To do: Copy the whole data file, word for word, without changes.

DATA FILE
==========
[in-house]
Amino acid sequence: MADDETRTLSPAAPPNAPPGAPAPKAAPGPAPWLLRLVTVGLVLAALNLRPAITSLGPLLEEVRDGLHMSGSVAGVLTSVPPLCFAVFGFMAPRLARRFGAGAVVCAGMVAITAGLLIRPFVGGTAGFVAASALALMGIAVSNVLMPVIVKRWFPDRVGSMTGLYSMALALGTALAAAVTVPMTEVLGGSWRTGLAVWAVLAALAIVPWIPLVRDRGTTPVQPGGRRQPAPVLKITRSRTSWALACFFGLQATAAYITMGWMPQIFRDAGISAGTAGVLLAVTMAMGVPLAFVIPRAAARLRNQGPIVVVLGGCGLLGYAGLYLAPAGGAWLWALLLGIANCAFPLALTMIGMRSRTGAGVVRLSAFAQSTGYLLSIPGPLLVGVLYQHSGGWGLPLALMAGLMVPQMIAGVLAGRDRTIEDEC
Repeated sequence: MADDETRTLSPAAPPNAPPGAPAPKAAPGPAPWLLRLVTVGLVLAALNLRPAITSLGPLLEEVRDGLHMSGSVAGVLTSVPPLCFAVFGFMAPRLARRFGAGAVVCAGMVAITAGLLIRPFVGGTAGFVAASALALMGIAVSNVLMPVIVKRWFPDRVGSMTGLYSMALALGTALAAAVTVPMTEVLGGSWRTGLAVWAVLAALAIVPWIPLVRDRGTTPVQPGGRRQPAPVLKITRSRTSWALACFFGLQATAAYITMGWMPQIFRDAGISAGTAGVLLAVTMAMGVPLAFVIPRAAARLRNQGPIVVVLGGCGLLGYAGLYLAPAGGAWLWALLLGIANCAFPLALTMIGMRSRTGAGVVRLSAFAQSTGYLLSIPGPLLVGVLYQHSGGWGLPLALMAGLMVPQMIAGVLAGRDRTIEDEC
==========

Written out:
[in-house]
Amino acid sequence: MADDETRTLSPAAPPNAPPGAPAPKAAPGPAPWLLRLVTVGLVLAALNLRPAITSLGPLLEEVRDGLHMSGSVAGVLTSVPPLCFAVFGFMAPRLARRFGAGAVVCAGMVAITAGLLIRPFVGGTAGFVAASALALMGIAVSNVLMPVIVKRWFPDRVGSMTGLYSMALALGTALAAAVTVPMTEVLGGSWRTGLAVWAVLAALAIVPWIPLVRDRGTTPVQPGGRRQPAPVLKITRSRTSWALACFFGLQATAAYITMGWMPQIFRDAGISAGTAGVLLAVTMAMGVPLAFVIPRAAARLRNQGPIVVVLGGCGLLGYAGLYLAPAGGAWLWALLLGIANCAFPLALTMIGMRSRTGAGVVRLSAFAQSTGYLLSIPGPLLVGVLYQHSGGWGLPLALMAGLMVPQMIAGVLAGRDRTIEDEC
Repeated sequence: MADDETRTLSPAAPPNAPPGAPAPKAAPGPAPWLLRLVTVGLVLAALNLRPAITSLGPLLEEVRDGLHMSGSVAGVLTSVPPLCFAVFGFMAPRLARRFGAGAVVCAGMVAITAGLLIRPFVGGTAGFVAASALALMGIAVSNVLMPVIVKRWFPDRVGSMTGLYSMALALGTALAAAVTVPMTEVLGGSWRTGLAVWAVLAALAIVPWIPLVRDRGTTPVQPGGRRQPAPVLKITRSRTSWALACFFGLQATAAYITMGWMPQIFRDAGISAGTAGVLLAVTMAMGVPLAFVIPRAAARLRNQGPIVVVLGGCGLLGYAGLYLAPAGGAWLWALLLGIANCAFPLALTMIGMRSRTGAGVVRLSAFAQSTGYLLSIPGPLLVGVLYQHSGGWGLPLALMAGLMVPQMIAGVLAGRDRTIEDEC